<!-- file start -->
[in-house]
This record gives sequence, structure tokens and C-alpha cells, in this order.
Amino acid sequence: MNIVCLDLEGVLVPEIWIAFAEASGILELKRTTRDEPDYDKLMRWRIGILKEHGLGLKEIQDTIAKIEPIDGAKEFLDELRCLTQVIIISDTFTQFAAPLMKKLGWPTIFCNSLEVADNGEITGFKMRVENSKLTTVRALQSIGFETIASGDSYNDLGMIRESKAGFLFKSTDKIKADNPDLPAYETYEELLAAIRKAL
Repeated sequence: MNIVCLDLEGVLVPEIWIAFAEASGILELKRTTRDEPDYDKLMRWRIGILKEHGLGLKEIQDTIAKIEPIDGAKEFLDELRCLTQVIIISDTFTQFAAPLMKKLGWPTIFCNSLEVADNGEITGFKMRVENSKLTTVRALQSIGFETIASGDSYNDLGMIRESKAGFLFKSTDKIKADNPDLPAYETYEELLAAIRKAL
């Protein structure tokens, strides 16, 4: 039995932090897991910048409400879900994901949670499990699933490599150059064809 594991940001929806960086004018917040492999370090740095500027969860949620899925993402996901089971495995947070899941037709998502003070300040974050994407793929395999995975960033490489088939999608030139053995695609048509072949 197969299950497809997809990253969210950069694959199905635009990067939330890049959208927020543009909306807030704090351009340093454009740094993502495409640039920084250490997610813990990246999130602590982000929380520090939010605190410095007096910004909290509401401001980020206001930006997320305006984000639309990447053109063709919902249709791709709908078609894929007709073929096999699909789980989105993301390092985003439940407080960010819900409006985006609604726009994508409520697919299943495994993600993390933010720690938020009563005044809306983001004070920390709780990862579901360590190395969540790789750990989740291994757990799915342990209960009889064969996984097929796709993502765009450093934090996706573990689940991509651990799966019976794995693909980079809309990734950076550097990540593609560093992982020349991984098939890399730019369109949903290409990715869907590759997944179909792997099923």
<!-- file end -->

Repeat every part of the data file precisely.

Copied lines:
[in-house]
This record gives sequence, structure tokens and C-alpha cells, in this order.
Amino acid sequence: MNIVCLDLEGVLVPEIWIAFAEASGILELKRTTRDEPDYDKLMRWRIGILKEHGLGLKEIQDTIAKIEPIDGAKEFLDELRCLTQVIIISDTFTQFAAPLMKKLGWPTIFCNSLEVADNGEITGFKMRVENSKLTTVRALQSIGFETIASGDSYNDLGMIRESKAGFLFKSTDKIKADNPDLPAYETYEELLAAIRKAL
Repeated sequence: MNIVCLDLEGVLVPEIWIAFAEASGILELKRTTRDEPDYDKLMRWRIGILKEHGLGLKEIQDTIAKIEPIDGAKEFLDELRCLTQVIIISDTFTQFAAPLMKKLGWPTIFCNSLEVADNGEITGFKMRVENSKLTTVRALQSIGFETIASGDSYNDLGMIRESKAGFLFKSTDKIKADNPDLPAYETYEELLAAIRKAL
């Protein structure tokens, strides 16, 4: 039995932090897991910048409400879900994901949670499990699933490599150059064809 594991940001929806960086004018917040492999370090740095500027969860949620899925993402996901089971495995947070899941037709998502003070300040974050994407793929395999995975960033490489088939999608030139053995695609048509072949 197969299950497809997809990253969210950069694959199905635009990067939330890049959208927020543009909306807030704090351009340093454009740094993502495409640039920084250490997610813990990246999130602590982000929380520090939010605190410095007096910004909290509401401001980020206001930006997320305006984000639309990447053109063709919902249709791709709908078609894929007709073929096999699909789980989105993301390092985003439940407080960010819900409006985006609604726009994508409520697919299943495994993600993390933010720690938020009563005044809306983001004070920390709780990862579901360590190395969540790789750990989740291994757990799915342990209960009889064969996984097929796709993502765009450093934090996706573990689940991509651990799966019976794995693909980079809309990734950076550097990540593609560093992982020349991984098939890399730019369109949903290409990715869907590759997944179909792997099923």